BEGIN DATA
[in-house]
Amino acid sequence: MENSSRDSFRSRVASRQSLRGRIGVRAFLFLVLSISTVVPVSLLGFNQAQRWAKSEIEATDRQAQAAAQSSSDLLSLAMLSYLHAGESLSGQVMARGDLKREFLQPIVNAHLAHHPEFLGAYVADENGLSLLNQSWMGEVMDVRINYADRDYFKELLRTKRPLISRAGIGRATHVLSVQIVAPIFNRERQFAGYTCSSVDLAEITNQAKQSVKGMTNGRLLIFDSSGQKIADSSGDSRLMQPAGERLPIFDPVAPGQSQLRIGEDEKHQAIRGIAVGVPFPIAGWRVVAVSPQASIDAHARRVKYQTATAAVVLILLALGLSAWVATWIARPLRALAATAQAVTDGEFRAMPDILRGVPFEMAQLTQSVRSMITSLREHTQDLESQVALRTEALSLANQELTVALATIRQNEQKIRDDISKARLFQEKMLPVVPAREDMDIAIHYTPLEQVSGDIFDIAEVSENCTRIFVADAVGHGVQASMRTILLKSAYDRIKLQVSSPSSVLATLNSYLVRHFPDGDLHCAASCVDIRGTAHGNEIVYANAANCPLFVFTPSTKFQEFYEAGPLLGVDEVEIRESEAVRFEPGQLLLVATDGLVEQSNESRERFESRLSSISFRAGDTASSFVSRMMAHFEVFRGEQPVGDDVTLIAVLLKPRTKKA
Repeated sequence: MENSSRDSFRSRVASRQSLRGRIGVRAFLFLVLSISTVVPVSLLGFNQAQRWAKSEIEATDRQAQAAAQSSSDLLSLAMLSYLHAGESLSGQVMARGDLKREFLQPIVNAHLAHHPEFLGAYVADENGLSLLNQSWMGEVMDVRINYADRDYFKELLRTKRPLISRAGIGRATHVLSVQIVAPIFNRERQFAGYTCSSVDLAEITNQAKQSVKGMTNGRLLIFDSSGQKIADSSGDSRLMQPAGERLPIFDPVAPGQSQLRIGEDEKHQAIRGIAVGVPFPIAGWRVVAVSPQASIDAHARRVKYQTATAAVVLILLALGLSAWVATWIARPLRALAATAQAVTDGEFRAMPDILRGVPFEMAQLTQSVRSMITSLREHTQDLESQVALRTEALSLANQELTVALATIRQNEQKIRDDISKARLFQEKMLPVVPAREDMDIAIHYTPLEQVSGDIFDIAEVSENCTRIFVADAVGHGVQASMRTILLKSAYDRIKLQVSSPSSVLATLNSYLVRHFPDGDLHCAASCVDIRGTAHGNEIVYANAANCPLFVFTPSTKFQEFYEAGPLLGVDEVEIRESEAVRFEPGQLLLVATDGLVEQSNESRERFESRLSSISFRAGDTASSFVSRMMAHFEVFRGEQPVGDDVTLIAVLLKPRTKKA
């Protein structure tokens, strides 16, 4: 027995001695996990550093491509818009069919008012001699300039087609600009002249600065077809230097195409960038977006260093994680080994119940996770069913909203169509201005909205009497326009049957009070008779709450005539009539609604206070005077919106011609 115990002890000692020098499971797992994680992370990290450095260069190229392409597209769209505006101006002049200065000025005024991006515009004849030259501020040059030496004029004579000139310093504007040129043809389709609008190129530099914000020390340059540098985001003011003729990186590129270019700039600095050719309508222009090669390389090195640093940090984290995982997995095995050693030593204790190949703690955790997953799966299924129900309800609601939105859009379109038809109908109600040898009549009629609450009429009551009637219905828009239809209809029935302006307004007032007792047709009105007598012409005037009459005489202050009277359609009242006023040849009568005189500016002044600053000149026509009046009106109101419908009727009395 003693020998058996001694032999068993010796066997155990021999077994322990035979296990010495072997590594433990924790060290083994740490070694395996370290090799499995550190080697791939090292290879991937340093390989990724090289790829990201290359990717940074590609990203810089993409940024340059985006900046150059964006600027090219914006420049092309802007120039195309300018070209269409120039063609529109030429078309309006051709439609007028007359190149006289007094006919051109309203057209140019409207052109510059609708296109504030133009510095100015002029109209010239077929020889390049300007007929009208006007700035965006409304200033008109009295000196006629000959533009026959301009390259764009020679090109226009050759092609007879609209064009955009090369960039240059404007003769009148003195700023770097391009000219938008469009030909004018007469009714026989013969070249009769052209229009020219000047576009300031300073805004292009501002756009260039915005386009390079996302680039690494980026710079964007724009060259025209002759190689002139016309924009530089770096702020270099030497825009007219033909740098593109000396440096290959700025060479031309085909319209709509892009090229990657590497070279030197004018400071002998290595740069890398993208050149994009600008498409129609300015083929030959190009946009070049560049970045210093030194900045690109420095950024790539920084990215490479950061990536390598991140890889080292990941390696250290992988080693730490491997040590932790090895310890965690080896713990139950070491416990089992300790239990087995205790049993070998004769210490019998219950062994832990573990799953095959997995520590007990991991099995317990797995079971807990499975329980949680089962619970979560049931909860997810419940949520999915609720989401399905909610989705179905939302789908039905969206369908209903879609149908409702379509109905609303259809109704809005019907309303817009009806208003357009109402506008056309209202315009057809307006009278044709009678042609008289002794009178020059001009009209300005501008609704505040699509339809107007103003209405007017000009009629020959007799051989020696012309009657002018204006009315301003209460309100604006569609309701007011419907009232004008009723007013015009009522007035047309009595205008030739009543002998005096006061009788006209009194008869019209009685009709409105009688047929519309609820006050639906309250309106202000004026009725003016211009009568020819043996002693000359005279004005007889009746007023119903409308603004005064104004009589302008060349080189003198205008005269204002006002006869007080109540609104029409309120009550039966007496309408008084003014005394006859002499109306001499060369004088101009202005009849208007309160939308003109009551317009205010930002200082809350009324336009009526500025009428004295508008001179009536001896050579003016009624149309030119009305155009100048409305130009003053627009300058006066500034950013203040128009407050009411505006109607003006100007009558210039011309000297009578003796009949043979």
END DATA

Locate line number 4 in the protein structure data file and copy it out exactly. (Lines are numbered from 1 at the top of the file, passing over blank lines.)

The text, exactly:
């Protein structure tokens, strides 16, 4: 027995001695996990550093491509818009069919008012001699300039087609600009002249600065077809230097195409960038977006260093994680080994119940996770069913909203169509201005909205009497326009049957009070008779709450005539009539609604206070005077919106011609 115990002890000692020098499971797992994680992370990290450095260069190229392409597209769209505006101006002049200065000025005024991006515009004849030259501020040059030496004029004579000139310093504007040129043809389709609008190129530099914000020390340059540098985001003011003729990186590129270019700039600095050719309508222009090669390389090195640093940090984290995982997995095995050693030593204790190949703690955790997953799966299924129900309800609601939105859009379109038809109908109600040898009549009629609450009429009551009637219905828009239809209809029935302006307004007032007792047709009105007598012409005037009459005489202050009277359609009242006023040849009568005189500016002044600053000149026509009046009106109101419908009727009395 003693020998058996001694032999068993010796066997155990021999077994322990035979296990010495072997590594433990924790060290083994740490070694395996370290090799499995550190080697791939090292290879991937340093390989990724090289790829990201290359990717940074590609990203810089993409940024340059985006900046150059964006600027090219914006420049092309802007120039195309300018070209269409120039063609529109030429078309309006051709439609007028007359190149006289007094006919051109309203057209140019409207052109510059609708296109504030133009510095100015002029109209010239077929020889390049300007007929009208006007700035965006409304200033008109009295000196006629000959533009026959301009390259764009020679090109226009050759092609007879609209064009955009090369960039240059404007003769009148003195700023770097391009000219938008469009030909004018007469009714026989013969070249009769052209229009020219000047576009300031300073805004292009501002756009260039915005386009390079996302680039690494980026710079964007724009060259025209002759190689002139016309924009530089770096702020270099030497825009007219033909740098593109000396440096290959700025060479031309085909319209709509892009090229990657590497070279030197004018400071002998290595740069890398993208050149994009600008498409129609300015083929030959190009946009070049560049970045210093030194900045690109420095950024790539920084990215490479950061990536390598991140890889080292990941390696250290992988080693730490491997040590932790090895310890965690080896713990139950070491416990089992300790239990087995205790049993070998004769210490019998219950062994832990573990799953095959997995520590007990991991099995317990797995079971807990499975329980949680089962619970979560049931909860997810419940949520999915609720989401399905909610989705179905939302789908039905969206369908209903879609149908409702379509109905609303259809109704809005019907309303817009009806208003357009109402506008056309209202315009057809307006009278044709009678042609008289002794009178020059001009009209300005501008609704505040699509339809107007103003209405007017000009009629020959007799051989020696012309009657002018204006009315301003209460309100604006569609309701007011419907009232004008009723007013015009009522007035047309009595205008030739009543002998005096006061009788006209009194008869019209009685009709409105009688047929519309609820006050639906309250309106202000004026009725003016211009009568020819043996002693000359005279004005007889009746007023119903409308603004005064104004009589302008060349080189003198205008005269204002006002006869007080109540609104029409309120009550039966007496309408008084003014005394006859002499109306001499060369004088101009202005009849208007309160939308003109009551317009205010930002200082809350009324336009009526500025009428004295508008001179009536001896050579003016009624149309030119009305155009100048409305130009003053627009300058006066500034950013203040128009407050009411505006109607003006100007009558210039011309000297009578003796009949043979």